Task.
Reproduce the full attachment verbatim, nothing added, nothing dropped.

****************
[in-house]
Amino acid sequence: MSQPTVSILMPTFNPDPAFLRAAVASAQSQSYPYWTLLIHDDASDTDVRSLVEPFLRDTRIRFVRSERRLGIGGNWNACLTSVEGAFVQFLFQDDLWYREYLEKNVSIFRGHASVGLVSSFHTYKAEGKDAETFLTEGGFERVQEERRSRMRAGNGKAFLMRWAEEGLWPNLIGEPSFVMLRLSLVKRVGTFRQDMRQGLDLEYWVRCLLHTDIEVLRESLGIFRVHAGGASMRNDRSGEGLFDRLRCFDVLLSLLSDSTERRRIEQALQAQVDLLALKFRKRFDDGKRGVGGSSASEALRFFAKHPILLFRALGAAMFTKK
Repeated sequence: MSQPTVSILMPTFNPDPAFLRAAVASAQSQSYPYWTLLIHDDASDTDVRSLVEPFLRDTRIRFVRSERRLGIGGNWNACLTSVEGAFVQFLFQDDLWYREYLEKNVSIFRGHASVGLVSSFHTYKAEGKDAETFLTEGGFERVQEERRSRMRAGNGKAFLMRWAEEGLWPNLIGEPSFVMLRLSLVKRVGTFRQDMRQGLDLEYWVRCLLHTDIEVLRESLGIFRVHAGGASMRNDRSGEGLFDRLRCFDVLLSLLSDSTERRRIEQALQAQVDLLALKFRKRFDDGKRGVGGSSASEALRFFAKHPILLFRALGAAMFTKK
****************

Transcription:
[in-house]
Amino acid sequence: MSQPTVSILMPTFNPDPAFLRAAVASAQSQSYPYWTLLIHDDASDTDVRSLVEPFLRDTRIRFVRSERRLGIGGNWNACLTSVEGAFVQFLFQDDLWYREYLEKNVSIFRGHASVGLVSSFHTYKAEGKDAETFLTEGGFERVQEERRSRMRAGNGKAFLMRWAEEGLWPNLIGEPSFVMLRLSLVKRVGTFRQDMRQGLDLEYWVRCLLHTDIEVLRESLGIFRVHAGGASMRNDRSGEGLFDRLRCFDVLLSLLSDSTERRRIEQALQAQVDLLALKFRKRFDDGKRGVGGSSASEALRFFAKHPILLFRALGAAMFTKK
Repeated sequence: MSQPTVSILMPTFNPDPAFLRAAVASAQSQSYPYWTLLIHDDASDTDVRSLVEPFLRDTRIRFVRSERRLGIGGNWNACLTSVEGAFVQFLFQDDLWYREYLEKNVSIFRGHASVGLVSSFHTYKAEGKDAETFLTEGGFERVQEERRSRMRAGNGKAFLMRWAEEGLWPNLIGEPSFVMLRLSLVKRVGTFRQDMRQGLDLEYWVRCLLHTDIEVLRESLGIFRVHAGGASMRNDRSGEGLFDRLRCFDVLLSLLSDSTERRRIEQALQAQVDLLALKFRKRFDDGKRGVGGSSASEALRFFAKHPILLFRALGAAMFTKK